A new technology to be used in lithium batteries can make them charge faster. The material graphite that was often used, already had a successor that could not further be improved, was the assumption. Until now, as researchers of the MESA+ Institute of the University of Twente found out that by nano structuring the material, new ‘paths’ will be created for lithium ions. This makes the battery charge faster, the researchers show in their paper in Journal of Power Sources.
Lithium Ion batteries can be seen in a wide range of applications. They truly changed our information society and our mobility. Lithium moves, through liquid, between two electroede. One of the electrodes used to be very simple, and made of graphite. The other, the cathode, consists of nickel, mangane and cobalt. The alternative for graphite, nowadays is niobium-tungsten-oxide. It has been shown that charging is faster with this. This is caused by the fact that the material has channels that give better access to the lithium ions: they move more easily than through graphite. The researchers demonstrating these results earlier on, stated that NbWO already shows such excellent properties that nanostructuring it beforehand, would have no added value. The UT researchers now demonstrate that nanostructuring indeed has a substantial effect.
They create these structures by heating the substance, ‘calcinate’ it, in an oven, so nanoparticles remain. Their size can be between tens and hundreds of nanometers (a nanometer is a millionth of a millimeter). Many more 'exits' for lithium ions are created in this way, because all nanoparticles can conduct lithium ions at their boundaries.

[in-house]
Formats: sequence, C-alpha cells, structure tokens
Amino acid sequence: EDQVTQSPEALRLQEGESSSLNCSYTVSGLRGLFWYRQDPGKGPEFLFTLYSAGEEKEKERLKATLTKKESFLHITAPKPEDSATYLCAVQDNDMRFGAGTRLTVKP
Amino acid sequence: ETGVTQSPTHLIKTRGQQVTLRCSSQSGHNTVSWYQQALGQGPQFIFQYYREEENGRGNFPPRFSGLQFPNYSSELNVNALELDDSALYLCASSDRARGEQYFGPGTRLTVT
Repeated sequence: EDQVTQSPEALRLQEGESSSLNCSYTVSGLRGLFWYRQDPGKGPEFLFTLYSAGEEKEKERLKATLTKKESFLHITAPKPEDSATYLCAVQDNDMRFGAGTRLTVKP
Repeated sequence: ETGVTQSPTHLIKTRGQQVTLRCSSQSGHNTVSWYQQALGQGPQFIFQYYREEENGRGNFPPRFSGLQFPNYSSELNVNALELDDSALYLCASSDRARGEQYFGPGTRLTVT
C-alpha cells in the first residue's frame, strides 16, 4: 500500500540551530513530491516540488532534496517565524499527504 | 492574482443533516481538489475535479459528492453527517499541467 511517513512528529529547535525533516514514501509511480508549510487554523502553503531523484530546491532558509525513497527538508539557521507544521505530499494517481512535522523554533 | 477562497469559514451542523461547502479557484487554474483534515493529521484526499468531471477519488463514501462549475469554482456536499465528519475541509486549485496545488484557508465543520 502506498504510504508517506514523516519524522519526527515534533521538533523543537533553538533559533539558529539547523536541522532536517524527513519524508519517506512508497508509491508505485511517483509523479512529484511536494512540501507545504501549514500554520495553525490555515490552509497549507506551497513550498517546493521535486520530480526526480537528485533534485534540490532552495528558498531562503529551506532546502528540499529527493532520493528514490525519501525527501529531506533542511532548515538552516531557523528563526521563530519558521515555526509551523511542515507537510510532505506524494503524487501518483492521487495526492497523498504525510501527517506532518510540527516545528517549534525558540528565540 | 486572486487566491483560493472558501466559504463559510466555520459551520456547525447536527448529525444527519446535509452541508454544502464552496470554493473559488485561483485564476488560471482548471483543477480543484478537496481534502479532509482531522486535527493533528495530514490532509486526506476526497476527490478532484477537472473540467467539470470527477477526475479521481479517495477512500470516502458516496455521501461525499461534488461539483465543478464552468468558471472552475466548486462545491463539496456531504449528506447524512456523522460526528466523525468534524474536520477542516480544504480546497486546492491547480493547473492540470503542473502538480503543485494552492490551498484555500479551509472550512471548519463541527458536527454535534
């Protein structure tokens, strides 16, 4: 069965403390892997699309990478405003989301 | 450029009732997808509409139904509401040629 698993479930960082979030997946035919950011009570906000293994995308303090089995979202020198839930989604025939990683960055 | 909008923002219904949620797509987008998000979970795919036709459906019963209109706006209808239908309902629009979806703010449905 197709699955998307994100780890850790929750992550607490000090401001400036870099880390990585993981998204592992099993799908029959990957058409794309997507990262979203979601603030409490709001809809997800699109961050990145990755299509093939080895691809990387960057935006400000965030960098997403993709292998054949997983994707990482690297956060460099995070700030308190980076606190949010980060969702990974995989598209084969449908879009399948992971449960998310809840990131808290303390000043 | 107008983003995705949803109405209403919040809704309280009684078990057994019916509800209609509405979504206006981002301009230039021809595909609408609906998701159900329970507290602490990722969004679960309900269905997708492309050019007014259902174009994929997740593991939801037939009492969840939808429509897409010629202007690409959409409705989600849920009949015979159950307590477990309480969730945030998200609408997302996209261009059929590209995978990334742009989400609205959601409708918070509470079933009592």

A downside is that this approach doesn’t work for all types of applications. In electric cars, for example, you would need a larger battery pack, as every individual cell delivers less power with the new type of anode. But in ‘peak shaving’, compensating for an over- or underproduction caused by solar and wind energy, batteries are needed that can be decharged fast, but have to be available fast again. For these types of applications, including batteries in heavy machinery, the new electrode approach will work out fine, is the expectation of prof Mark Huijben. The next step is to discover what will be the best size of the nanostructured anode. The cathode is also subject of research, for example in looking at ways of lowering the amount of cobalt needed.
This research takes place in the Twente Centre for Advanced Battery Technology (TCABT), working on several aspects of energy storage solutions, new materials included. The researchers collaborated with two labs of the Wuhan University of Technology in China. TCABT is also connected to the German battery research centre MEET (Münster Electrochemical Energy Technology) in Münster.
The paper ‘Enhanced lithiation dynamics in nanostructured Nb18W16O93 anodes, by Rui Xia, Congli Sun,Yang Wang, Daniel Cunha, Hayang Peng, Kangning Zhao, Mark Huijben and André ten Elshof is published in ‘Journal of Power Sources’.